Jerusalem Ballet - Eyal Landsman - August 2011
Jerusalem Ballet dancers performing "Clara." Photo by Eyal Landsman
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Jerusalem Ballet. Artistic director: Nadya Timofeyeva. "Clara" choreographed by Yoram Carmi. Music: "Romance" by Clara Schumann. Costume design: Maor Tzabar. Adagio from "Macbeth" by Vladimir Vasiliev. Music: Kirill Molchanov (Russia ); segment from "Palladio" by Mihai Babuska (Romania ) set to music by Karl Jenkins: "Instead of Tango" by Giorgi Aleksidze (Georgia ) to music by Gia Kancheli. Lighting design: Shai Yehudai. Dancers: Michal Adam, Alina Irego, Nadya Timofeyeva, Artur Troitsky, Keren Notik, Yulia Moster-Verluzki, Kiril Panfilov (Panov Ballet Theater dancer ), Lidia Rotterdamski, Michael Schneider. Suzanne Dellal Center, Summer Dance, 25.8.11

The Jerusalem Ballet's performance of "Clara," which Yoram Carmi choreographed, was a pleasant surprise. The troupe's style previously focused on artists from the former Soviet Union and on somewhat outdated dances, but has changed and now looks like an intriguing contemporary troupe. It was cleaned up of its excess drama, mannerisms and now the dancers' fine technique speaks for itself and the technique is clean.

The change also affected its language of movement, which is no longer the neo-classical ballet we have been familiar with for years, and appears to be focused on searching for structural solutions to "what it is possible to do tiptoes" beyond the standard ballet lexicon. This time there was a more dynamic encounter between contemporary dance that sweeps up and engulfs positions as part of the overall flow, while placing technical obstacles before the dancers involving unexpected combinations of movements that refresh the language.

The inspiration behind the dance is Clara Schumann, who was a gifted pianist, but her creative side as a composer was pushed aside because in the early 19th, "respectable" women did not compose, they only performed - just like in dance, where the creative side was associated with male choreographers, while the women were only the tools implementing male creativity. Clara was the object of gossip because of her musical talents and her place between her husband, Robert Schumann, and her lover, Johannes Brahms. The gossip, as energetic component of movement, of small, quick movements that flood the stage, alongside larger and stronger movements, that perhaps represent Clara's willpower and determination, stand at the heart of the piece as two contradictory motifs.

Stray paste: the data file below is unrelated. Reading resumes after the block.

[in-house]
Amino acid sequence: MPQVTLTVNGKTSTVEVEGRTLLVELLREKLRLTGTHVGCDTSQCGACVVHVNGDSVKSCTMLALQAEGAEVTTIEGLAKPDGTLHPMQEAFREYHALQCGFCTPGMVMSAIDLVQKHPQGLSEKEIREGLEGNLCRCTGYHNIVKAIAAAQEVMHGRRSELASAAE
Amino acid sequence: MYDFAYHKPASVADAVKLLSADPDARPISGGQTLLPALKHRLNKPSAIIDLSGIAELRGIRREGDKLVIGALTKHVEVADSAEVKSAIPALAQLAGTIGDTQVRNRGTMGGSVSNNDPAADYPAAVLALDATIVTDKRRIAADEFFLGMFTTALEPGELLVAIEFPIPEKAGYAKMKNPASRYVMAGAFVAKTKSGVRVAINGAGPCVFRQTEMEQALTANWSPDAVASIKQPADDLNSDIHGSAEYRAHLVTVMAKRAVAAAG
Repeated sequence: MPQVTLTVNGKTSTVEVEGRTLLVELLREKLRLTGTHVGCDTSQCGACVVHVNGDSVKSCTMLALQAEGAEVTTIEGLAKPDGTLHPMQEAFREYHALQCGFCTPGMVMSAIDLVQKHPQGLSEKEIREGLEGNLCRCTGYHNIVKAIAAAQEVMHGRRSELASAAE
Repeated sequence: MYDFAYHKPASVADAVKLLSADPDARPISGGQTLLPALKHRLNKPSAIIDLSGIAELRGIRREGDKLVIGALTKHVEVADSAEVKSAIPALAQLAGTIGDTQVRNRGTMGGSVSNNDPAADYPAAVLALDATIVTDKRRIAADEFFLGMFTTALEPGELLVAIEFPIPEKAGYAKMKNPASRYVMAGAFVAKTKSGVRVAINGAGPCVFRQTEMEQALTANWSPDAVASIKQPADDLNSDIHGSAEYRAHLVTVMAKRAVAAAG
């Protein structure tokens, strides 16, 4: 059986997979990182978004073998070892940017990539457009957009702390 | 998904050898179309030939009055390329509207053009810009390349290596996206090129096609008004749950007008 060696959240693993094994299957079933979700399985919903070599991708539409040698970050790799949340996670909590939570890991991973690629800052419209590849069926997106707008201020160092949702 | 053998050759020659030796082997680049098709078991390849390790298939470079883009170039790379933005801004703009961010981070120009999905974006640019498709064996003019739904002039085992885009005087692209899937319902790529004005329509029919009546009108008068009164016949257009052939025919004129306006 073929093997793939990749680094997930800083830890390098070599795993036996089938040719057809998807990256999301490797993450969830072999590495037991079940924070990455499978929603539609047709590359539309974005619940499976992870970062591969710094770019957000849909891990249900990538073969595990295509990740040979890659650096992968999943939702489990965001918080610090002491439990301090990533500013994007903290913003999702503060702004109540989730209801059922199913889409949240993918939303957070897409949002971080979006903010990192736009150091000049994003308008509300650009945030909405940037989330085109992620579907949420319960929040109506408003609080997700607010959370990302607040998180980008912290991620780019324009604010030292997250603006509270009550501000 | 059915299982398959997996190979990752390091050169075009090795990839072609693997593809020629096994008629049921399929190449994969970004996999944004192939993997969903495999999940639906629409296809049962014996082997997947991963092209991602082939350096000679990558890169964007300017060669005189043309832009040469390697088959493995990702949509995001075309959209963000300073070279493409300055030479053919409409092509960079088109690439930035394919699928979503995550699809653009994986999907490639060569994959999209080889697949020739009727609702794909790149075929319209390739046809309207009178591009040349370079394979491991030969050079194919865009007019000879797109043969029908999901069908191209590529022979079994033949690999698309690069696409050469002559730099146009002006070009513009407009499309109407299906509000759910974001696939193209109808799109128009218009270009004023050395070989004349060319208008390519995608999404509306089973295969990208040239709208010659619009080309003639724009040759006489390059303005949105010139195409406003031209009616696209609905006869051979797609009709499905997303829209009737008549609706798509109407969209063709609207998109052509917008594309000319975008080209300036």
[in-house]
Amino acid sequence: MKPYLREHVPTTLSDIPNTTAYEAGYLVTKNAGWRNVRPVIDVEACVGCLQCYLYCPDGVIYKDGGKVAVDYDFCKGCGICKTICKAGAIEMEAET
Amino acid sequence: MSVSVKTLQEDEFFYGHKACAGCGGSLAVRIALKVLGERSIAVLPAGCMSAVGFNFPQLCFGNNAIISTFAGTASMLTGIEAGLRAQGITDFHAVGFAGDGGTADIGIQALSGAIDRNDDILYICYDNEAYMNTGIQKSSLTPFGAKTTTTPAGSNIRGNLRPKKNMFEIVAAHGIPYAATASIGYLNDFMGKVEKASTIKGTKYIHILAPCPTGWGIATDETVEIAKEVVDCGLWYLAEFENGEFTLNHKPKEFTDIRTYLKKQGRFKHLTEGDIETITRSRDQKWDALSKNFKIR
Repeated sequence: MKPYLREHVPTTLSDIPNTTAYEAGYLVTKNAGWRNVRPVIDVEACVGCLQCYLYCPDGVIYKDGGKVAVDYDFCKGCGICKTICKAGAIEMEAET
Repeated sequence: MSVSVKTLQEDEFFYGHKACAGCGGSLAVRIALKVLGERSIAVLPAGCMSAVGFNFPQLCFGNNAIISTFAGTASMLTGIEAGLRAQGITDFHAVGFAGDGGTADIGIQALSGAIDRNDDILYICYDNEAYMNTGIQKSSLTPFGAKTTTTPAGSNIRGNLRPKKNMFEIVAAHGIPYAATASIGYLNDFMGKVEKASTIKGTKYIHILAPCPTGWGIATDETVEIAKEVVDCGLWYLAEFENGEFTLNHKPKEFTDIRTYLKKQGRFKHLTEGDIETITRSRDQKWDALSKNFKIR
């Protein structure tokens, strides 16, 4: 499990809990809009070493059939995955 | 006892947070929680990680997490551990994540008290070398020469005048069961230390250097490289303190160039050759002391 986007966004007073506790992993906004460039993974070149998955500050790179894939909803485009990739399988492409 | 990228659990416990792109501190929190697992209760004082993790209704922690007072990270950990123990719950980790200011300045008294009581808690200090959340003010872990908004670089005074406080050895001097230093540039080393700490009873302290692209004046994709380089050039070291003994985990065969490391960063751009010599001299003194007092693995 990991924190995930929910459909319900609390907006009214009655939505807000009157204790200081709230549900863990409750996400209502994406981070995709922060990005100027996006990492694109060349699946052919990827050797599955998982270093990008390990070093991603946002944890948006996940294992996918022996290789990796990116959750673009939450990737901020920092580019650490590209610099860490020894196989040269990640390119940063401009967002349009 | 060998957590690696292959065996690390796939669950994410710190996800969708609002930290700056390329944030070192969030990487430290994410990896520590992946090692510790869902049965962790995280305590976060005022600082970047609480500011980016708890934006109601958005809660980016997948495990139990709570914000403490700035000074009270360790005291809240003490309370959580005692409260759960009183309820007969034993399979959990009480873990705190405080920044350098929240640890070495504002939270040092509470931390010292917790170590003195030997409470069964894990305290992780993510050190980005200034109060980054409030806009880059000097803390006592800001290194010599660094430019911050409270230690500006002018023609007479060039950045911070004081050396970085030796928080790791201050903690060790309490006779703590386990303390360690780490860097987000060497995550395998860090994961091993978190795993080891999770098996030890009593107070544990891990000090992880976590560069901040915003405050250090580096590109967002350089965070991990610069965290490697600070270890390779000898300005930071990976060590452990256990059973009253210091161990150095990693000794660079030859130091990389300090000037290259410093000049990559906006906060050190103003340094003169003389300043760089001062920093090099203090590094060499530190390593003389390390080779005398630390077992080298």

The dance opens with a kind of fashion show from the early 19th century, with the dancers crossing the stage as if they were strolling along the boulevards of European capitals, seeking to see and be seen. The costumes designed by Maor Tzabar are a colorful box of truffles with an abundance of items, including hats, corsets, puffy skirts, long jackets; a society where external appearance is at the focus. And from this defined procession bursts forth a dance without a moment of rest and with many entrances and exits; a buzz that floods an orderly world of codes of behavior.

Yoram Carmi is an admired contemporary and modern dance choreographer, and this is his first piece with a classical ballet troupe. He brought with him the language, dynamics and different perspective to the world of ballet. It seems to me that this is his best work of choreography where he was dared to go beyond familiar compositional forms, and rediscovers and reinvigorates not only the dancers, but himself as well. Particularly intriguing are the transitions between segments that are built like superimposed stitching, and contain an element of surprise and an endearing wink.

He seemed to build a segment to introduce a duet, and in actuality it was just a diversion before the group segment that flooded the stage. The many artfully tailored transitions alone reminded me of works by the American choreographer Mark Morris. There are frequent set changes, with the stage becoming a rich venue of events and challenging the dancers' stamina.

The dancers are good, notable among them Nadya Timofeyeva, who today is much more restrained than she was in her youth, and Lidia Rotterdamski, who radiates confidence and joy of dancing, and the lyrical Keren Notik and dancer Artur Troitsky, who had fine presence. The same program also featured three familiar, neo-classical style ballet duets which only sharpened the difference between them, between what seemed outdated and the new spirit imbued in it by Carmi's work. These duets were superfluous. Clara is strong enough and interesting enough and does not need any reinforcements.